“It’s one thing to fix a muscle that is smaller than your fingernail,” says Cossu. “It’s quite another thing to fix something like a human leg muscle. That would require huge numbers of cells.”

In the second study, published in Cell, researchers in Canada found that proteins important in the development of the embryo stimulate adult muscle stem cells and guide them to sites of injury.

Michael Rudnicki and his colleagues at the Ottawa Health Research Institute in Ottawa identified stem cells from adult muscle tissue in mice, based on certain proteins found on the cell surface.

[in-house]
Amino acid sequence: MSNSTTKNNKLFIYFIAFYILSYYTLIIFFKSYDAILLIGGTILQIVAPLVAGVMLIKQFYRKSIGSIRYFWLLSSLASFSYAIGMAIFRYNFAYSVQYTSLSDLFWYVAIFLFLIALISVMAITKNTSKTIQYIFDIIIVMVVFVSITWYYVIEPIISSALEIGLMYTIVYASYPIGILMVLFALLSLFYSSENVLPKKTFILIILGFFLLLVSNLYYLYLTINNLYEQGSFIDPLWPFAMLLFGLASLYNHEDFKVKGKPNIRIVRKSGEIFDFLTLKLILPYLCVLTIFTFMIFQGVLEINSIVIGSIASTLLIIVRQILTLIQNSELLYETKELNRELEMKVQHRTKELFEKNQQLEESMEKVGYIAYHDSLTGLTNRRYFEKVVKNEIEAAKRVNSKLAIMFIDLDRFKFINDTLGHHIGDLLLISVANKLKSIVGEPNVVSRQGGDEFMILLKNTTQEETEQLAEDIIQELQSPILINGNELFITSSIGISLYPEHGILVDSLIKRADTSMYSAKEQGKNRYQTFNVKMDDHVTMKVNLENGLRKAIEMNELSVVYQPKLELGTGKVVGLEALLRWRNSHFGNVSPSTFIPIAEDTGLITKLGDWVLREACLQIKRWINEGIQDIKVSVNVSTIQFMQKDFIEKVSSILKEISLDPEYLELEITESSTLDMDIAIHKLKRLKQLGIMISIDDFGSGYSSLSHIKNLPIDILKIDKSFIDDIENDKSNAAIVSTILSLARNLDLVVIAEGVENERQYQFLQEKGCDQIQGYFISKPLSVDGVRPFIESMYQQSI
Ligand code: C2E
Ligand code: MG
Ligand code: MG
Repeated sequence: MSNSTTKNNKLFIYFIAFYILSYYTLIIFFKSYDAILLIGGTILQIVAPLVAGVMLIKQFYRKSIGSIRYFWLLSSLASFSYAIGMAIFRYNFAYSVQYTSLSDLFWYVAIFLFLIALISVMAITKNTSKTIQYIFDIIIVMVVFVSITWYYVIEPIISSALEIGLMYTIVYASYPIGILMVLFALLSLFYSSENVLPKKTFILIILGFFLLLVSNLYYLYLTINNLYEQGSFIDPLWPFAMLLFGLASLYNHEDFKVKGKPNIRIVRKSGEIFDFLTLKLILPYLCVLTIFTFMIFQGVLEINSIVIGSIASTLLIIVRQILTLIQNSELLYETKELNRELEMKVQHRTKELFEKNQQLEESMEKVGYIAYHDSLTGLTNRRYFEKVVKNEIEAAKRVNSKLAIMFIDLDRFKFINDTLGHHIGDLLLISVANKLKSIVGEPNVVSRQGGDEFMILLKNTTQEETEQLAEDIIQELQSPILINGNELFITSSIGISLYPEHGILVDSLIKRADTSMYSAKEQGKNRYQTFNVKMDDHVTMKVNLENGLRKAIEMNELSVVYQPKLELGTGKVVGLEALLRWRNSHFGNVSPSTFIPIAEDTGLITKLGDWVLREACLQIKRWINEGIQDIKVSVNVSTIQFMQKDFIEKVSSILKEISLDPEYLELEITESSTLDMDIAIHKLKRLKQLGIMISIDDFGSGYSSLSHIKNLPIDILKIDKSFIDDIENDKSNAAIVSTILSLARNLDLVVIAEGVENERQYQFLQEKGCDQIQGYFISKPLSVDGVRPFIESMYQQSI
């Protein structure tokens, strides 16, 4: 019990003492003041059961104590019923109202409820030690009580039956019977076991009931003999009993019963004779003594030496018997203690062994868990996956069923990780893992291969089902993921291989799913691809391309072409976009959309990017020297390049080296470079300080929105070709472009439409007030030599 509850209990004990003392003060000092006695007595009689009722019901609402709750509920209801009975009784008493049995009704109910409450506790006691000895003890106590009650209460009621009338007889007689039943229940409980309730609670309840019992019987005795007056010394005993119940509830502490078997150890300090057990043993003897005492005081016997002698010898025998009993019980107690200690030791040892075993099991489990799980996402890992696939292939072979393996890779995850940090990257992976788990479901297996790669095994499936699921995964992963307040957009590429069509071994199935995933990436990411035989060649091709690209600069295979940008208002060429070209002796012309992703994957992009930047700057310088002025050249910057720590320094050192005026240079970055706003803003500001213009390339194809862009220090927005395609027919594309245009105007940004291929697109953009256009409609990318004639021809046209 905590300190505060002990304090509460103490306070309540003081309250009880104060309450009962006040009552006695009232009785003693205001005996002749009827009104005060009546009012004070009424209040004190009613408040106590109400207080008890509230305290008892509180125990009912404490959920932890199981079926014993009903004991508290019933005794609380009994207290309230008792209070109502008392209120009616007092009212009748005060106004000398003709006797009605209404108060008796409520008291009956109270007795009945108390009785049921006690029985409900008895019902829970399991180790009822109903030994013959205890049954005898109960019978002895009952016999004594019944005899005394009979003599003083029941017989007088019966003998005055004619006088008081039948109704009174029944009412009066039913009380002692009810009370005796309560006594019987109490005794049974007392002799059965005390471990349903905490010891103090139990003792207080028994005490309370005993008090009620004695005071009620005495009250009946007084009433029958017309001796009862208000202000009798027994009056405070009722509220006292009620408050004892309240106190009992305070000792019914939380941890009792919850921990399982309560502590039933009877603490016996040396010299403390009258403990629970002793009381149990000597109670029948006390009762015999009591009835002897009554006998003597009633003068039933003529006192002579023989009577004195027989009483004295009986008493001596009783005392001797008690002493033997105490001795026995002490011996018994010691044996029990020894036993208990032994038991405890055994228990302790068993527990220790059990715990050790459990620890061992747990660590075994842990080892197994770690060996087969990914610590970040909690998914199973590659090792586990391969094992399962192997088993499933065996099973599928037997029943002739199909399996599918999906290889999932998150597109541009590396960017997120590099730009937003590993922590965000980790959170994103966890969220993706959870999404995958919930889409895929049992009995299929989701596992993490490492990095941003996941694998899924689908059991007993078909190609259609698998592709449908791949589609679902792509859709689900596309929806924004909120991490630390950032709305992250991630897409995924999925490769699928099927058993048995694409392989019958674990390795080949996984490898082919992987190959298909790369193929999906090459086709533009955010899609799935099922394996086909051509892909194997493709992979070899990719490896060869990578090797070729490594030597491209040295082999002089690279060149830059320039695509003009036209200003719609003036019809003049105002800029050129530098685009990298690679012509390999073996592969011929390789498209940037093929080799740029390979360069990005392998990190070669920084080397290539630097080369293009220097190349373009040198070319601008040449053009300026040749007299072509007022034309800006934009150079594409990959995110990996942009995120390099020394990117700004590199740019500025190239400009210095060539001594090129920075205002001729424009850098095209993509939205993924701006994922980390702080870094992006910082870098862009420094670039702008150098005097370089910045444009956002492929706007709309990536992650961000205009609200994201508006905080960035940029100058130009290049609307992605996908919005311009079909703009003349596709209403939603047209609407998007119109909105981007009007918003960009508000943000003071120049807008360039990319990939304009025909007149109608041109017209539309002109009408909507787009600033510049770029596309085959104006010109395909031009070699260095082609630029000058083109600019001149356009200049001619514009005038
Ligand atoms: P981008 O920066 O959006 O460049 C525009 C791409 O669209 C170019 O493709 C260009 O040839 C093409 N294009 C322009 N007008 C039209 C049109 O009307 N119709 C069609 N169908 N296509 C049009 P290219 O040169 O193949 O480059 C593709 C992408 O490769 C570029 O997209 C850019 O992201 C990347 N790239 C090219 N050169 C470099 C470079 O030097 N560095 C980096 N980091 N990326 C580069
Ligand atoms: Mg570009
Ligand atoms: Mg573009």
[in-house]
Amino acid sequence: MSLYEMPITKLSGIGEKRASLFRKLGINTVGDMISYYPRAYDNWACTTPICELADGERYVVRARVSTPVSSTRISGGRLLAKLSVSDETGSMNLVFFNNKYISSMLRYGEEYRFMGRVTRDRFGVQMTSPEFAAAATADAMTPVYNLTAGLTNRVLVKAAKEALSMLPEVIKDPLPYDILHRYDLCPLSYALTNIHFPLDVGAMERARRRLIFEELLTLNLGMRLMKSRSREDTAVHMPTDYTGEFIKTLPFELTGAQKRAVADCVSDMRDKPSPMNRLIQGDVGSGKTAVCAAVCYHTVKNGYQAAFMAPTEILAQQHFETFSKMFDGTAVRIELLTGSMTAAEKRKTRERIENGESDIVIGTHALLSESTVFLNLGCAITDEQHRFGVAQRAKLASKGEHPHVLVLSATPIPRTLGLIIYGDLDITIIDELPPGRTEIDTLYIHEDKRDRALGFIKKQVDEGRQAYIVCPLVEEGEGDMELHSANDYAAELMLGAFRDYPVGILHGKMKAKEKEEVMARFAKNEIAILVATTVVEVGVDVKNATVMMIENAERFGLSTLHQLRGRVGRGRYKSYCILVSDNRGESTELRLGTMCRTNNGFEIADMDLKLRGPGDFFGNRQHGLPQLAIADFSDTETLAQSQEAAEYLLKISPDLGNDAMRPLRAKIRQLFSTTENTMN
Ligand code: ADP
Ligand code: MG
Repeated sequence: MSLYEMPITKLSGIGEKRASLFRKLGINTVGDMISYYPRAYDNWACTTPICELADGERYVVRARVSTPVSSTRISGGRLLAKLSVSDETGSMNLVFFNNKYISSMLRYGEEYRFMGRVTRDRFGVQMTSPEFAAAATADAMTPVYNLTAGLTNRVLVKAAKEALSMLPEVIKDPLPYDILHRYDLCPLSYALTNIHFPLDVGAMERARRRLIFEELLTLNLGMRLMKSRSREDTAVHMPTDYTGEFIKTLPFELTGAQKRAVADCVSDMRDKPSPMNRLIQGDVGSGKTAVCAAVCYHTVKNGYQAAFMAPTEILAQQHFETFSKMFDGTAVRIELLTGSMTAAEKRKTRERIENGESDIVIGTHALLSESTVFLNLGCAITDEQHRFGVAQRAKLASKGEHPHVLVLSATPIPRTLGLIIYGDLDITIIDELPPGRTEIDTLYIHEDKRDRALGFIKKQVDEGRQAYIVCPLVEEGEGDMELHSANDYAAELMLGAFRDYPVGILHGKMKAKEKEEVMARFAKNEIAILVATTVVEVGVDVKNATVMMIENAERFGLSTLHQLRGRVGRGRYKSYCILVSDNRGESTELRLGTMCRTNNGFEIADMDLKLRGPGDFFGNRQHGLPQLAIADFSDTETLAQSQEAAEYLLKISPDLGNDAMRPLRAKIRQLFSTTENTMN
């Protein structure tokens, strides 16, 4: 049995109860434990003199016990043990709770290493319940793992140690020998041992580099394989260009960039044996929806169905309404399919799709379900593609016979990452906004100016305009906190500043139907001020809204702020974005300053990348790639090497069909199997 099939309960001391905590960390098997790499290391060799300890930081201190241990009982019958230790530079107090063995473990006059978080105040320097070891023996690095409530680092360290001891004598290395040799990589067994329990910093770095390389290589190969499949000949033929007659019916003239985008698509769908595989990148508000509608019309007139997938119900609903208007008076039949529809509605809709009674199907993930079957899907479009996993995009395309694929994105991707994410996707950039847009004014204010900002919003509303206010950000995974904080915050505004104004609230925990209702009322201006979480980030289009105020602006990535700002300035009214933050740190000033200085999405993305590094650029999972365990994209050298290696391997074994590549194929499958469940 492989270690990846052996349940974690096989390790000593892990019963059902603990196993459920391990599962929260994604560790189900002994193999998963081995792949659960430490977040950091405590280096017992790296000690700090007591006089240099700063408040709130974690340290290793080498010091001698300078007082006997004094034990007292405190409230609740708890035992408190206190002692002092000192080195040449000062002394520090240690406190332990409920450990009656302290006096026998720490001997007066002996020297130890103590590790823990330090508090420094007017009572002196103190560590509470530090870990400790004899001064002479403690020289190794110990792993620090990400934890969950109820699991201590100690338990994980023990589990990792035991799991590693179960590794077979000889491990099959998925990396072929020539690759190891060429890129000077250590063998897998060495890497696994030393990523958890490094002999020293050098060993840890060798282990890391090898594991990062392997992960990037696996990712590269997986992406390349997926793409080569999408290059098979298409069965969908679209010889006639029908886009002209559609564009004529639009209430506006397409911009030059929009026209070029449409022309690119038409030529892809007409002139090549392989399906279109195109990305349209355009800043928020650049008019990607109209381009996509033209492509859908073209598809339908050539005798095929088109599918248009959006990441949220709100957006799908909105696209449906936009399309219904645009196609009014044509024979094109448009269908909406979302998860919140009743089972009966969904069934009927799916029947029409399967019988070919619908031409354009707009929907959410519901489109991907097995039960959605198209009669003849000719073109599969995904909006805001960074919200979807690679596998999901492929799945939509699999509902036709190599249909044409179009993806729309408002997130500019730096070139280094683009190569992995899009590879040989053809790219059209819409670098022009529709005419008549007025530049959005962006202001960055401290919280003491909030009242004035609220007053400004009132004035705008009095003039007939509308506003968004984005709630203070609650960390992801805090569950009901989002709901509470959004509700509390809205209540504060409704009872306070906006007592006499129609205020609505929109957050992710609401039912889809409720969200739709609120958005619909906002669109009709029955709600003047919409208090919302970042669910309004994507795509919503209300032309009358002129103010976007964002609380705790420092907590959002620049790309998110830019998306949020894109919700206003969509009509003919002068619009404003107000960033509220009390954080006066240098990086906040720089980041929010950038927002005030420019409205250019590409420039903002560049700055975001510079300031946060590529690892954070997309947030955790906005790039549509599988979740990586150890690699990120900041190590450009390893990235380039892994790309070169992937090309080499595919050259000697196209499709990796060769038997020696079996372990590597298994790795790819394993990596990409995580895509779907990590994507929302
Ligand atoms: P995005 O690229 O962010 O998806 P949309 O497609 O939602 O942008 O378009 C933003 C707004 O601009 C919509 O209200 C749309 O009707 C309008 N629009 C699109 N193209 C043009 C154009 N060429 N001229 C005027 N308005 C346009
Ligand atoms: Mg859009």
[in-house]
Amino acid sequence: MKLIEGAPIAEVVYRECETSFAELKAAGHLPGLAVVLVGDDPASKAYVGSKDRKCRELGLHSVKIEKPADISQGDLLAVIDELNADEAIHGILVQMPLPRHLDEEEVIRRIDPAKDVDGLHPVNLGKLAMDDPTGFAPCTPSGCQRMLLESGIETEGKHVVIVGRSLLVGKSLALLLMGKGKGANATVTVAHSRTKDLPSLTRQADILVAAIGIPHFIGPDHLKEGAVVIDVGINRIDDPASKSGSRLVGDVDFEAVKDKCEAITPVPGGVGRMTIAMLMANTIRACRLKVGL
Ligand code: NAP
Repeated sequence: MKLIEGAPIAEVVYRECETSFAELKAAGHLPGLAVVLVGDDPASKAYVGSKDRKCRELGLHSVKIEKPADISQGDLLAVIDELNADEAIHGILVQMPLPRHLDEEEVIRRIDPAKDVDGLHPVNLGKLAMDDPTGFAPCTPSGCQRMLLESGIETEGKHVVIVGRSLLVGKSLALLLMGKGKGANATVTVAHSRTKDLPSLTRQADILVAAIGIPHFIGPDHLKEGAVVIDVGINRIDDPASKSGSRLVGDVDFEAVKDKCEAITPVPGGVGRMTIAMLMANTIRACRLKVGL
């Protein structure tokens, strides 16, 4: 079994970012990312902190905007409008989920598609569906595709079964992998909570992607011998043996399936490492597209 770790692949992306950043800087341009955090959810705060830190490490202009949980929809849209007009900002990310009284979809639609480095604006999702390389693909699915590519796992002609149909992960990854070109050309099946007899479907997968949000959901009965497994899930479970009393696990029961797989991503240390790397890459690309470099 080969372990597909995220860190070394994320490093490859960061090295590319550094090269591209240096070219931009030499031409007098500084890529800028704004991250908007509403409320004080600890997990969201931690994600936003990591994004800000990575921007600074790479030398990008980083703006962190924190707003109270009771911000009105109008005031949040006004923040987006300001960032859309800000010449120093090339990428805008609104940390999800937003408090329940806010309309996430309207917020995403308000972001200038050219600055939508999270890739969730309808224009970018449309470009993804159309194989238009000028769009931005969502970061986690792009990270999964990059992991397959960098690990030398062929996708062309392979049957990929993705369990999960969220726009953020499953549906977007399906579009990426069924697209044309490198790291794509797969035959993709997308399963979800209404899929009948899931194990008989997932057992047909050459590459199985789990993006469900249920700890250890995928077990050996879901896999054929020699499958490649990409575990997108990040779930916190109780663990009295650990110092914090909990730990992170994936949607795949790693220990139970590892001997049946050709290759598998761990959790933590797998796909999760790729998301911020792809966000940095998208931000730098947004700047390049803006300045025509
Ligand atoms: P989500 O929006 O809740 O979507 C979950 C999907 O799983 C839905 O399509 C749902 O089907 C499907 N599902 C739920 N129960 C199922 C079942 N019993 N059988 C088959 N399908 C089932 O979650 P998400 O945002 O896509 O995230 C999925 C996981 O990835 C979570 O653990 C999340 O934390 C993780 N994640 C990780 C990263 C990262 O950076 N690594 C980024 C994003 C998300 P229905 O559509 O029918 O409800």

Stem cells from normal tissue would not multiply in culture, but those isolated from injured muscle readily proliferated and gave rise to new muscle cells.

“Muscle has a remarkable ability to regenerate,” says Rudnicki. “We show that this ability is due to a novel class of stem cells.”

The researchers also found that a protein released from injured muscle, called Wnt, stimulates the stem cells to form new muscle cells. Wnt also signals new muscle tissue to form in the developing embryo.

“The way adult stem cells respond to Wnt is completely analogous to what is happening in the embryo,” says Rudnicki.


Stem cells from damaged mouse muscle (red) give rise to muscle fibers (green).

As people age, these signals diminish and cells lose their ability to regenerate. But understanding the signals that trigger muscle regeneration could lead to new strategies for increasing muscle strength in both aging and diseased tissues.